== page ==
As a small girl playing with dolls, usually Barbie and Ken, Barbie would always marry Ken. Actually Ken would marry a few different Barbie’s given the day, but that’s another story for another time. Ken and Barbie would have this amazingly lavish wedding with lots of tulle and flowers. It was the ultimate 1980’s wedding – big hair and all. After the wedding Barbie and Ken would have a baby; a little girl named Skipper.Even when I wasn’t playing with Barbie’s, every time I imagined a baby or played house with friends, it was always a little girl. I always knew I was going to have a girl of my own, even as a little girl. I would have a daughter that I would dress up like I did my Barbie’s. I would spend all my time brushing her hair and putting hair bows in her hair. As she got older we would talk about all types of things – from what happened in school, to the new boy she liked. We would be like best friends.
As I grew older and got into my teenage years, I found that I related better with boys then girls. I found that girl friendships were so much more complicated, fragile, and drama ridden – all things I didn’t like. Friendships with boys were so much simpler and straight forward. There was no worries about boys getting upset about stealing the boy they were crushing over, even if we talked about me dating them and they were ok with it. There was no worries about them talking badly about me to become more popular. It was just simple. We talked cars and sports. We talked about all our issues at home with our parents. We were able to share in fun activities without trying to outdo each other. I was never a girly girl. I wasn’t into fashion and make-up. I didn’t care if I was popular or not. Yes, I got the inevitable male friend who developed a crush, but for the most part I felt I could be myself around the boys -more so then around girls. Even through all that, I still knew I wanted to have a little girl. It was something that I always fantasized about. I wanted a little girl that I could relate to, even if my friendships with girls always ended disastrously. Somehow, my little girl would be different. We would understand each other on a level that nobody else in the world could understand. I would get to talk to her about boys, I would be there for her when she got married and had children of her own. There would be an insane bond between us.
Fastforward to two years ago when I peed on a little stick (for like the 4th time) and it said positive. The day dreaming began again. I again imagined the little girl in pigtails that would be playing in the playground, climbing trees, riding her bike around the block and doing all things that little girls do. I imagined it, but yet I knew in my gut that the universe was not going to give me a little girl, because I wanted it too much, and I was right. At 11 weeks pregnant I found out via the MaterniT-21 test that he was a boy. The body scan at about 20 weeks confirmed, he was in fact a boy. I was over the moon. A lot more excited then I thought I would be considering how I had dreamed since I was a child that I would be having a little girl. I was excited I was having a baby and a boy meant that I would be able to relate to him in ways that I never did with girls.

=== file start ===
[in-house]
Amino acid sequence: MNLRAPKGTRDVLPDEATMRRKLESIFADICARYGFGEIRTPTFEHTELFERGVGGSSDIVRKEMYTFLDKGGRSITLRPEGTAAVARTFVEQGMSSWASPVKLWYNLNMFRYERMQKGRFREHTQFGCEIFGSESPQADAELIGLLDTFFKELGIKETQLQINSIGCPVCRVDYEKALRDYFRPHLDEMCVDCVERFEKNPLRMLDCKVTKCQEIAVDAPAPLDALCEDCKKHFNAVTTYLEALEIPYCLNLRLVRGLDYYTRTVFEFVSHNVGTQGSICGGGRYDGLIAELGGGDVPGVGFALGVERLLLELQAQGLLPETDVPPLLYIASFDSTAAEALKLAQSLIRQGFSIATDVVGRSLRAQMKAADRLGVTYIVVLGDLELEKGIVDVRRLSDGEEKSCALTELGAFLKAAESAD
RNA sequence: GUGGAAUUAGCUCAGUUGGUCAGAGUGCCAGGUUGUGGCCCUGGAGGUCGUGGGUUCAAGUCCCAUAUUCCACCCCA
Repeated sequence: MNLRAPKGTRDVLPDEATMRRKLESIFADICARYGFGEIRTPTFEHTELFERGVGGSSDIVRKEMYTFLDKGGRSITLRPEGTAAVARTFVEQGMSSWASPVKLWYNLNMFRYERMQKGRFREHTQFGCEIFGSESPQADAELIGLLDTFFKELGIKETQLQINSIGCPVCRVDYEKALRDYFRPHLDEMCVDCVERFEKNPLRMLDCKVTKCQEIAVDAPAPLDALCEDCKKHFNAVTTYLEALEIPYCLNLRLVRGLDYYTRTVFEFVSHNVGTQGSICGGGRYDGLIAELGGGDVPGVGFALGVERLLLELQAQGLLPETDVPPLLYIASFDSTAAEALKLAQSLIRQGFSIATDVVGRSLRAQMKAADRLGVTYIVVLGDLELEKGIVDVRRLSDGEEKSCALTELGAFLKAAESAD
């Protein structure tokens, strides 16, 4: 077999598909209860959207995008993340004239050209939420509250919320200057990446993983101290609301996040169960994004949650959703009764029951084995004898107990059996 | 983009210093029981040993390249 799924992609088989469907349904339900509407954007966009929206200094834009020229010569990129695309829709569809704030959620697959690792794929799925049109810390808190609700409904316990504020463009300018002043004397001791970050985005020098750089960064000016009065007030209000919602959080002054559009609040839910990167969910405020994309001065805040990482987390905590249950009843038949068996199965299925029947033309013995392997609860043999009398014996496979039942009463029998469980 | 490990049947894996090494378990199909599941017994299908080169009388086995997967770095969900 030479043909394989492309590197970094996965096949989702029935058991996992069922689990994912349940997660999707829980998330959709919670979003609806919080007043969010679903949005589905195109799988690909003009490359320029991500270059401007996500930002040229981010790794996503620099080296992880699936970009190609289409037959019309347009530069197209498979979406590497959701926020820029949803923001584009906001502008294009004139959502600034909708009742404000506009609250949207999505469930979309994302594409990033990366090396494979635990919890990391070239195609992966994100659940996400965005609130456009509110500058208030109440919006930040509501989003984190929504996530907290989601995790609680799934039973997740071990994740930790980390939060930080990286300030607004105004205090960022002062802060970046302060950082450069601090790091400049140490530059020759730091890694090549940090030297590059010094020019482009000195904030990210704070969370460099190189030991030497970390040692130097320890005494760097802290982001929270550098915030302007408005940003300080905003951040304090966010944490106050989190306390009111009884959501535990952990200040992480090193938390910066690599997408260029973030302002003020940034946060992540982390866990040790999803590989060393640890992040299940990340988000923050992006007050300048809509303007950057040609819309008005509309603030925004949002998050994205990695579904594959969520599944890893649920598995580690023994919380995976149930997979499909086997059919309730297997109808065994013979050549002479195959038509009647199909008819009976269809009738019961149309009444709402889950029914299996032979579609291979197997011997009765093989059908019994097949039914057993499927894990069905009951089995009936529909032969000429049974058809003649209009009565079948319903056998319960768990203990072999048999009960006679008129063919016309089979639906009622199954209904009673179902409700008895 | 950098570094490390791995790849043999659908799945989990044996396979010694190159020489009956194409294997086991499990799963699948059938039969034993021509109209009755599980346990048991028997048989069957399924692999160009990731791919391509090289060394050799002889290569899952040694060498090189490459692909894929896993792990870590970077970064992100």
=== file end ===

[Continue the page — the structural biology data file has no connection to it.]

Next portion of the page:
My Silly Baby is now 15 months and even though we’re not at the stage where we can “relate” to each other, we have a bond that I wouldn’t give up for anyone or anything in the world. My little boy is fun spending endless days exploring his world and as happy as can be. Even though he can’t yet say, “Mommy, I love you” he wakes up in the morning and gives me the biggest smile he can. When I pick him up, he will bring his chubby little hand up to my cheek and caress it. When I’m carrying him, he will place his little head in that little space in my neck that I swear was made just so he could snuggle up to me. During story time before bed, he will grab my finger with his whole little hand as I read him his stories and nothing else in this world matters. He doesn’t need to say that he loves me, because I know he does. As much as I wanted a little girl, my little boy is a gift that I wouldn’t trade for the world.